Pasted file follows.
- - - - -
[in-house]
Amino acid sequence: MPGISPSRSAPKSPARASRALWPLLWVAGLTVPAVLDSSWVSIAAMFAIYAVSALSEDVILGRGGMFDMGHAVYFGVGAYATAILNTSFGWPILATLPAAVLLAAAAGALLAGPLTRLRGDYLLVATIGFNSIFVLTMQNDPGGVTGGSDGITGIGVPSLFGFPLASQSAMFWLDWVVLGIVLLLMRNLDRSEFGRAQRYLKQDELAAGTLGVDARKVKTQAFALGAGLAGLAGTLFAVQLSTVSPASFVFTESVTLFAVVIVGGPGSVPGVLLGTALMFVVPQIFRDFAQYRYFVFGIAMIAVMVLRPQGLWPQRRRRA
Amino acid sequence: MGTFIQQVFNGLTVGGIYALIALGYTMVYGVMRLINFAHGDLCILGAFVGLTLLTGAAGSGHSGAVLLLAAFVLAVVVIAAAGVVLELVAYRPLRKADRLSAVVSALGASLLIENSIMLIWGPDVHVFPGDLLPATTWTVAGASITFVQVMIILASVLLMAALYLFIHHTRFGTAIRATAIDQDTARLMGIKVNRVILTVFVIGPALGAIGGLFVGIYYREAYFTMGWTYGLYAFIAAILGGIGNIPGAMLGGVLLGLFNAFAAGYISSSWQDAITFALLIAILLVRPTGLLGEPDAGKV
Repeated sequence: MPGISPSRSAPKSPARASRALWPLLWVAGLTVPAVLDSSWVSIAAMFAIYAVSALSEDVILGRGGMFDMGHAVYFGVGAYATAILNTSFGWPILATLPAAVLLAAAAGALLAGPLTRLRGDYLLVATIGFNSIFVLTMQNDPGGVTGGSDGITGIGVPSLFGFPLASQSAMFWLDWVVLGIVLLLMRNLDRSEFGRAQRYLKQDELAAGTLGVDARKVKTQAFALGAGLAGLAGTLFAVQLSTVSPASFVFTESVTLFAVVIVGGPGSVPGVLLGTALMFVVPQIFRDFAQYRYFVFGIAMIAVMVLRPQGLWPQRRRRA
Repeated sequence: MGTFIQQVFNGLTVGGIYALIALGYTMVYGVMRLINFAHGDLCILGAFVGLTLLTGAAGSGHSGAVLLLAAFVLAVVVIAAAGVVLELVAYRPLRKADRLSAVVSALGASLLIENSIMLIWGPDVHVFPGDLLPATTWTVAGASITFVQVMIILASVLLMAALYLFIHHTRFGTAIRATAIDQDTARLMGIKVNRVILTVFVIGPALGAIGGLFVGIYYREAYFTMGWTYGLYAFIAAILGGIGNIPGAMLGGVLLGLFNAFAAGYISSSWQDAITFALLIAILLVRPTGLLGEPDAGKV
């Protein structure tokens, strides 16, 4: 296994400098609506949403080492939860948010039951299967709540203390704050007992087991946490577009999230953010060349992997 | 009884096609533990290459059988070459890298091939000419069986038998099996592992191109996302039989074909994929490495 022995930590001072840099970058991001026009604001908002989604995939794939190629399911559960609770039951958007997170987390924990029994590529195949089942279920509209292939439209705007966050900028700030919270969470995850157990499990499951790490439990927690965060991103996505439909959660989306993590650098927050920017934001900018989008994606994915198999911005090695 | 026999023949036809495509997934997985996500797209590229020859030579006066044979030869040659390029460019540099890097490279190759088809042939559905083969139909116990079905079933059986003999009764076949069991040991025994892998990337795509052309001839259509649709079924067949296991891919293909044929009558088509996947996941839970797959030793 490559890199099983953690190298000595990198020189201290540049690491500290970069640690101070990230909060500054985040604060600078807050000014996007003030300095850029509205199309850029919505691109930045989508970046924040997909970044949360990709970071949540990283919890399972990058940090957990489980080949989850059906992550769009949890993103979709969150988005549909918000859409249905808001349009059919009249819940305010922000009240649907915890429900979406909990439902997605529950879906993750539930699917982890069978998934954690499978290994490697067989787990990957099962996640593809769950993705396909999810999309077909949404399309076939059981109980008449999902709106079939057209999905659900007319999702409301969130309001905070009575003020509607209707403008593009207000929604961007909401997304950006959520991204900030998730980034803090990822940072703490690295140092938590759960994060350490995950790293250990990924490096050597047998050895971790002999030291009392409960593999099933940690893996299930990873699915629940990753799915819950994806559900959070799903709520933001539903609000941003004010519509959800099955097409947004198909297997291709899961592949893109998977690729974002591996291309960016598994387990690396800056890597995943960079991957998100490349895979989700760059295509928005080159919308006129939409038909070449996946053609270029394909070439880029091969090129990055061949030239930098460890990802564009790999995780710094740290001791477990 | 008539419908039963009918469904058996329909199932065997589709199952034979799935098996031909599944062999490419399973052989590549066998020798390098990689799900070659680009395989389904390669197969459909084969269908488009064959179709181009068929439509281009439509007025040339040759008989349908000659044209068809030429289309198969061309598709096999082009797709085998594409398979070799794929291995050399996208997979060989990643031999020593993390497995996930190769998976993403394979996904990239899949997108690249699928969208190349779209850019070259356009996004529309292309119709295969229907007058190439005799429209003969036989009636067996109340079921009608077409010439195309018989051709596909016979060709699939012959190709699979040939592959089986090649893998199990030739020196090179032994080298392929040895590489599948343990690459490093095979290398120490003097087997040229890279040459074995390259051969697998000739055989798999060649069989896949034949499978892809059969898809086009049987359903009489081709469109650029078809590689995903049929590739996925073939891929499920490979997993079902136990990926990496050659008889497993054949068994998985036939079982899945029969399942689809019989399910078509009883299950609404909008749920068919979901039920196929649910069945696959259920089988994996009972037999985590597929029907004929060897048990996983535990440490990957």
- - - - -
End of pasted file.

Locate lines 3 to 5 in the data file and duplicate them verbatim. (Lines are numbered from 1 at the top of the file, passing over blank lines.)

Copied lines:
Amino acid sequence: MGTFIQQVFNGLTVGGIYALIALGYTMVYGVMRLINFAHGDLCILGAFVGLTLLTGAAGSGHSGAVLLLAAFVLAVVVIAAAGVVLELVAYRPLRKADRLSAVVSALGASLLIENSIMLIWGPDVHVFPGDLLPATTWTVAGASITFVQVMIILASVLLMAALYLFIHHTRFGTAIRATAIDQDTARLMGIKVNRVILTVFVIGPALGAIGGLFVGIYYREAYFTMGWTYGLYAFIAAILGGIGNIPGAMLGGVLLGLFNAFAAGYISSSWQDAITFALLIAILLVRPTGLLGEPDAGKV
Repeated sequence: MPGISPSRSAPKSPARASRALWPLLWVAGLTVPAVLDSSWVSIAAMFAIYAVSALSEDVILGRGGMFDMGHAVYFGVGAYATAILNTSFGWPILATLPAAVLLAAAAGALLAGPLTRLRGDYLLVATIGFNSIFVLTMQNDPGGVTGGSDGITGIGVPSLFGFPLASQSAMFWLDWVVLGIVLLLMRNLDRSEFGRAQRYLKQDELAAGTLGVDARKVKTQAFALGAGLAGLAGTLFAVQLSTVSPASFVFTESVTLFAVVIVGGPGSVPGVLLGTALMFVVPQIFRDFAQYRYFVFGIAMIAVMVLRPQGLWPQRRRRA
Repeated sequence: MGTFIQQVFNGLTVGGIYALIALGYTMVYGVMRLINFAHGDLCILGAFVGLTLLTGAAGSGHSGAVLLLAAFVLAVVVIAAAGVVLELVAYRPLRKADRLSAVVSALGASLLIENSIMLIWGPDVHVFPGDLLPATTWTVAGASITFVQVMIILASVLLMAALYLFIHHTRFGTAIRATAIDQDTARLMGIKVNRVILTVFVIGPALGAIGGLFVGIYYREAYFTMGWTYGLYAFIAAILGGIGNIPGAMLGGVLLGLFNAFAAGYISSSWQDAITFALLIAILLVRPTGLLGEPDAGKV